7. Reflect on how well you put your faith-friendliness into practice and recognizes how you can do better the next time.

In addition to a chaplaincy program or a booklet of mealtime blessings, there are more ways that Tyson can be faith friendly. They need to spend more time thinking about how to put faith friendliness into action– using this situation as a learning opportunity is a great way to start.

For Tyson, this would mean looking back over the way it handled this situation, and taking note of what it could do differently when they next have the chance to demonstrate their identity.  This might mean, for Tyson, to look at the difference between the way it recognizes the religious holidays of its Christian employees versus its non-Christian employees. It might also mean using lessons from this situation to develop a vacation policy that met the needs of all employees, regardless of their faith, so that all groups receive equivalent treatment.

8. Extend gratitude towards the stakeholders who ask you to put your claims into action. Thank those who hold you accountable.

Tyson should have been grateful to the Islamic-American employees and the union, because together they created an opportunity for Tyson to put its faith friendliness into action. However, instead of being grateful, Tyson blamed the employees for even asking the organization to act in a faith friendly way.

Worse, by taking away the holiday that had been granted, Tyson punished its Islamic-American employees. It blamed them and made them look wrong and illegitimate for wanting to have their holy day as a day off. Even worse, by breaking their promise, Tyson suggested that its Islamic employees were silly to have counted on the organization to keep its promises to them.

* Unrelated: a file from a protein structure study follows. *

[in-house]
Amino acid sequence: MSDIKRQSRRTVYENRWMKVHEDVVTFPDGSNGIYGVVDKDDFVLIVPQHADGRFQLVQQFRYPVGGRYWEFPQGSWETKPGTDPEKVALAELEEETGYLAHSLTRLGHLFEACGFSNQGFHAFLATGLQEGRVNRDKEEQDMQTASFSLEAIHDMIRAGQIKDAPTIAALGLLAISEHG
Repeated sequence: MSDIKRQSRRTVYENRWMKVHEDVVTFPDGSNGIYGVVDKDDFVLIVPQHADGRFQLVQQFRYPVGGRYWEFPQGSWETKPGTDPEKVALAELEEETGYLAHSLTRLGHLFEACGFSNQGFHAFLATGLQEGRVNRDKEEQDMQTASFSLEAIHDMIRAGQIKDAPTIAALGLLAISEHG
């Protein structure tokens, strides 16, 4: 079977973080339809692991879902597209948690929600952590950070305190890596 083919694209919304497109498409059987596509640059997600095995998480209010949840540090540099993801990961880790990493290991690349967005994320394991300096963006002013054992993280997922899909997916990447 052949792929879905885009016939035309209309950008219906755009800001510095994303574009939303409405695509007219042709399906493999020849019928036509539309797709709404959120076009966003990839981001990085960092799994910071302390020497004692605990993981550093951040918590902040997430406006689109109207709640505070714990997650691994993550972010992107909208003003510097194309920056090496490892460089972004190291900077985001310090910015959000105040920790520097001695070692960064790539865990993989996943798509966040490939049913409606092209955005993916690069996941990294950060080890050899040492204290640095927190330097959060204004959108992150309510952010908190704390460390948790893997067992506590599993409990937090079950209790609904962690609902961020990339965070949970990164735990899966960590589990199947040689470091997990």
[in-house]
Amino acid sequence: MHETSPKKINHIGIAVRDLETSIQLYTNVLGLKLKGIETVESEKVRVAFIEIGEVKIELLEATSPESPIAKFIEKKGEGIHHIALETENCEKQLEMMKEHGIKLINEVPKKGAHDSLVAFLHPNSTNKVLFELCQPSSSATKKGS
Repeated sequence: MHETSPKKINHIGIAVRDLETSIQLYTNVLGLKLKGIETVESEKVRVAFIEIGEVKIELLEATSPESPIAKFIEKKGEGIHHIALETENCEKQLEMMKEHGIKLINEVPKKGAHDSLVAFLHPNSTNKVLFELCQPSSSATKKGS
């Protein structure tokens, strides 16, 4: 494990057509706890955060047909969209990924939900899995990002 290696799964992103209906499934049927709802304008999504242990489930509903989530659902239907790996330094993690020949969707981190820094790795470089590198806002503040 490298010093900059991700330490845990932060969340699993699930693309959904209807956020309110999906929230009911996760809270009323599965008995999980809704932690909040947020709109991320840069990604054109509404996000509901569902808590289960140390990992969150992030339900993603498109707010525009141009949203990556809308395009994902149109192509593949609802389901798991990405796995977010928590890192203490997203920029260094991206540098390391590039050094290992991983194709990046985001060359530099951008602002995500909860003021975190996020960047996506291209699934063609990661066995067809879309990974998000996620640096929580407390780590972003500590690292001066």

But the harshest outcome of all?   By succumbing to the bigoted pressure from some of their public, Tyson demonstrated that ultimately, it too was biased against its Muslim employees.

Instead of show how to be faith friendly, Tyson showed how not to keep a commitment, how not to take responsibility, how not to learn, how not to be a good role model, and how not to act in good faith.

When you add it all up– and then give it the most generous interpretation– Tyson really made a mess of this opportunity to be faith friendly. Which makes me wonder, why does Tyson even bother to make this claim, if it is so unwilling and/or unable to support this claim through its actions?